And so, by the said Act, immediately, upon the Death of Sir John Cotton, it was, together with the Mansion-house, Garden &c. settled and vested in Trustees; who were to take Care of the said Library, and appoint Orders and Rules for the Reading and using the same, and for the better Preservation of Books: And to nominate and appoint a good and sufficient Person, well read in Antiquities and Records, to have the immediate Care and Custody of it. And he to give Security to the Value of 500l. by Recognizance with certain Sureties, that none of the Manuscripts, written Books, &c. should be lost or embezilled: And likewise to take an Oath before the Lord Chancellor, or Lord Keeper, to use his utmost Care and Endeavour for preserving of the same. That the said House with the Apurtenances and Library, be never subject or liable to any Judgments, Statutes, Recognizances, or any other Incumberances. The Trustees to be the Lord Chancellor or Lord Keeper for the Time being, the Speaker of the House of Commons for the Time being, Sir Robert Cotton of Hatley St. George in the County of Cambridge, Knight, Philip Cotton of Connington in the same County, Esquire, Robert Cotton of Giddin in Huntingdonshire, and William Hanbury of the Inner Temple, London, Esquires. And in Case of the Decease of the last four Persons, the said John Cotton, or other Heir Males of the said Family, who shall be in Possession of the Mansion-House, shall nominate or appoint one or more fit Persons to succeed him or them. And that all Bargains, Sales, Gifts, Grants, Devises, or other Alienations whatsoever, of any of the Manuscripts, Parchments, &c. or other Memorials, in the Schedule now remaining in the said Library; and also all Coins, Medals, and other Rarities there contained, are hereby declared to be absolutely Void, and of none Effect. That within six Months after the Library-Keeper shall undertake the said Office, he shall cause another Schedule to be made in Parchment; which shall contain the Names and Titles of all the said Manuscripts, &c. and all the Number of Pages and Folio's thereunto belonging, and cause the same to be enrolled in the High Court of Chancery.


A Library Keeper.

There was a new Catalogue of this Library printed at the Oxford Theatre Anno 1696, from a careful and serious Review thereof, taken by Tho. Smith, D.D. prefixing the Life of Sir Robert Cotton, the learned Founder, and an History and Survey of the said Library.]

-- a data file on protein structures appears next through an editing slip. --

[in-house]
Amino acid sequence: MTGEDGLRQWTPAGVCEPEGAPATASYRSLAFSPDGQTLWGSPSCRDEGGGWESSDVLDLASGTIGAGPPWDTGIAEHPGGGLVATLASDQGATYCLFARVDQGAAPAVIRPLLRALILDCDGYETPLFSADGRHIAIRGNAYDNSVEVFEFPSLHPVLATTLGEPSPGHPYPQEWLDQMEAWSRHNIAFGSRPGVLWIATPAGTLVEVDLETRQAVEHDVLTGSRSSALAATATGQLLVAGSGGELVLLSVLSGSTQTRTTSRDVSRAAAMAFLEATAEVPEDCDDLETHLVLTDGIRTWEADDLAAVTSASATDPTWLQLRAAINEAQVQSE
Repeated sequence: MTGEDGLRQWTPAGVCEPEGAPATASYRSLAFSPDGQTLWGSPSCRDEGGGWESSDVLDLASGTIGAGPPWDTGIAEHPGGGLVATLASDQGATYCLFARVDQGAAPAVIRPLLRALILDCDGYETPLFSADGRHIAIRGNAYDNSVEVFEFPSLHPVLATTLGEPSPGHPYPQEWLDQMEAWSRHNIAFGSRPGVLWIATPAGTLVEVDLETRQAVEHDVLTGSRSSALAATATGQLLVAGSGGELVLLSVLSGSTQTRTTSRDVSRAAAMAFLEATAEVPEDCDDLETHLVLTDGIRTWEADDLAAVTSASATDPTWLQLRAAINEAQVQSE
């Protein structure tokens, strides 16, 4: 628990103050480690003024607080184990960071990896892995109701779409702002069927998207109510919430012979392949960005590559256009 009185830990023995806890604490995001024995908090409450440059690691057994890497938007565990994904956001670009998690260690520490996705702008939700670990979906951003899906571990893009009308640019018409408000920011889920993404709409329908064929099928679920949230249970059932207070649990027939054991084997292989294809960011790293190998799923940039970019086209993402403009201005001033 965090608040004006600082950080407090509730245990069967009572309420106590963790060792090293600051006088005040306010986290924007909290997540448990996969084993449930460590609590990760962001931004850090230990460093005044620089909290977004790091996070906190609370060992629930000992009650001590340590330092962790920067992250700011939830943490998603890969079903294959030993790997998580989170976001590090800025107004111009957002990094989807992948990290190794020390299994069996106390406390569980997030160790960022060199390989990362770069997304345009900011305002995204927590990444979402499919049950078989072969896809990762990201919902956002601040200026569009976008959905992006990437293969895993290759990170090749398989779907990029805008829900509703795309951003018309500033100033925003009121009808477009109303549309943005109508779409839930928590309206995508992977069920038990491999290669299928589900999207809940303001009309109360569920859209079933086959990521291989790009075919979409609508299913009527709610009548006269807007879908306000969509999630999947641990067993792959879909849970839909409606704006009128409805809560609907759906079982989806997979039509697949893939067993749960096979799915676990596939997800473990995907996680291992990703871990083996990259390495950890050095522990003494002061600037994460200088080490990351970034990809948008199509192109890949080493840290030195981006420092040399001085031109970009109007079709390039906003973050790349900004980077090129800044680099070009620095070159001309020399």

A Catalogue of this Library.

The said Palace, before the Entry thereunto, hath a large Court, and in the same a Tower of Stone, containing a Clock, which striketh every Hour on a great Bell, to be heard into the Hall in Sitting Time of the Courts, or otherwise. For the same Clock, in a Calm, will be heard into the City of London. King Henry the Sixth gave the Keeping of this Clock, with the Tower, called the The Clock House, and the Appurtenances, unto William Walsby, Dean of St. Stephens, with the Wages of six Pence the Day., out of his Exchequer.

Clock-House at Westminster.

It was first built and furnished with a Clock, out of a Fine which one Justice Ingham was fain to pay, being 800 Mark, for erazing a Roll. For that a poor Man being fined in an Act of Debt at 13s. 4d. the said Justice, moved with Pity, caused the Roll to be erazed, and made it 6s. 8d. This Case Justice Southcote remembered, when Catlyn Chief Justice of the King's Bench in the Reign of Queen Elizabeth, would have ordered a Razure of a Roll; Southcote being one of the Judges of that Court, utterly denyed to assent to it, and said openly, That he meant not build a Clock House.]

Built out of a Fine. Coke's Instit. B. 3. p. 72.

J. S.

By this Tower standeth a Fountain, which, at Coronations and great Triumphs, is made to run with Wine out of divers Spouts.

Fountain in the Palace Court.

On the East Side of this Court, is an arched Gate to the River of Thames, with a fair Bridge and Landing Place for all Men that have Occasion.

Westminster-Bridge, or common Landing Place.

On the North Side is the South End of St. Stephens's Alley, or Chanon Row, and also a Way into the old Wool Staple: And on the West Side is a very fair Gate, began by Richard the Third in the Year 1484, and was by him builded a great Height, and many fair Lodgings in it; but left unfinished, and is called the High Tower at Westminster.

High Tower at Westminster.

In the Palace Yard were anciently Pales; within which were two Messes, the one called Paradise, and the other called the Constabulary: Both which were granted to John Duke of Bedford, 13. Hen. 6.

Paradise. The Constabulary.

Rec. Tur.

J. S.

The Keeper of the Palace of Westminster, was also customarily the Keeper of the Prison of the

Keeper of the Palace.